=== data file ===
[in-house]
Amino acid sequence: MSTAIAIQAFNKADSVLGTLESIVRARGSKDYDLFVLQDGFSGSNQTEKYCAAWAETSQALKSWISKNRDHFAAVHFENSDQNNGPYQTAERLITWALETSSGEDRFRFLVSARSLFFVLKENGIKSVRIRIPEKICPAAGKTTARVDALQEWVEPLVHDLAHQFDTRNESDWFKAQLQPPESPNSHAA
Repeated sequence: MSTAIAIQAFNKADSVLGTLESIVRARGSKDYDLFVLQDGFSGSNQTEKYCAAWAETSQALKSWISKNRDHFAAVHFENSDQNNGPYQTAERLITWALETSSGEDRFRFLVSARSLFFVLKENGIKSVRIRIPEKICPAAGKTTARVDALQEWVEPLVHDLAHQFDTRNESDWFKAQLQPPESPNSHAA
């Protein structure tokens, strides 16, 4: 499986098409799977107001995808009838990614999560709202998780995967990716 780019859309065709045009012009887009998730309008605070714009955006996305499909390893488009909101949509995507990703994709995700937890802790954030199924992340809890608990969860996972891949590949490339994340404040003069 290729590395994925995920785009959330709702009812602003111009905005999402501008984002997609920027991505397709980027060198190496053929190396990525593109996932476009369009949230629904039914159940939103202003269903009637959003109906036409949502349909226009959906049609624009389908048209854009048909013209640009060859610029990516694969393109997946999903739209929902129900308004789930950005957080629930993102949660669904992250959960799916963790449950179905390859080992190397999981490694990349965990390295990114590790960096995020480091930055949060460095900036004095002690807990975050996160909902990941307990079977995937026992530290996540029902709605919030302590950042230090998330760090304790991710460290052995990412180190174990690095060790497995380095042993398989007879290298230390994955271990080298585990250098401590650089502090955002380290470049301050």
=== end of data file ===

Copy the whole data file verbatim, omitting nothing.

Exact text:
[in-house]
Amino acid sequence: MSTAIAIQAFNKADSVLGTLESIVRARGSKDYDLFVLQDGFSGSNQTEKYCAAWAETSQALKSWISKNRDHFAAVHFENSDQNNGPYQTAERLITWALETSSGEDRFRFLVSARSLFFVLKENGIKSVRIRIPEKICPAAGKTTARVDALQEWVEPLVHDLAHQFDTRNESDWFKAQLQPPESPNSHAA
Repeated sequence: MSTAIAIQAFNKADSVLGTLESIVRARGSKDYDLFVLQDGFSGSNQTEKYCAAWAETSQALKSWISKNRDHFAAVHFENSDQNNGPYQTAERLITWALETSSGEDRFRFLVSARSLFFVLKENGIKSVRIRIPEKICPAAGKTTARVDALQEWVEPLVHDLAHQFDTRNESDWFKAQLQPPESPNSHAA
């Protein structure tokens, strides 16, 4: 499986098409799977107001995808009838990614999560709202998780995967990716 780019859309065709045009012009887009998730309008605070714009955006996305499909390893488009909101949509995507990703994709995700937890802790954030199924992340809890608990969860996972891949590949490339994340404040003069 290729590395994925995920785009959330709702009812602003111009905005999402501008984002997609920027991505397709980027060198190496053929190396990525593109996932476009369009949230629904039914159940939103202003269903009637959003109906036409949502349909226009959906049609624009389908048209854009048909013209640009060859610029990516694969393109997946999903739209929902129900308004789930950005957080629930993102949660669904992250959960799916963790449950179905390859080992190397999981490694990349965990390295990114590790960096995020480091930055949060460095900036004095002690807990975050996160909902990941307990079977995937026992530290996540029902709605919030302590950042230090998330760090304790991710460290052995990412180190174990690095060790497995380095042993398989007879290298230390994955271990080298585990250098401590650089502090955002380290470049301050």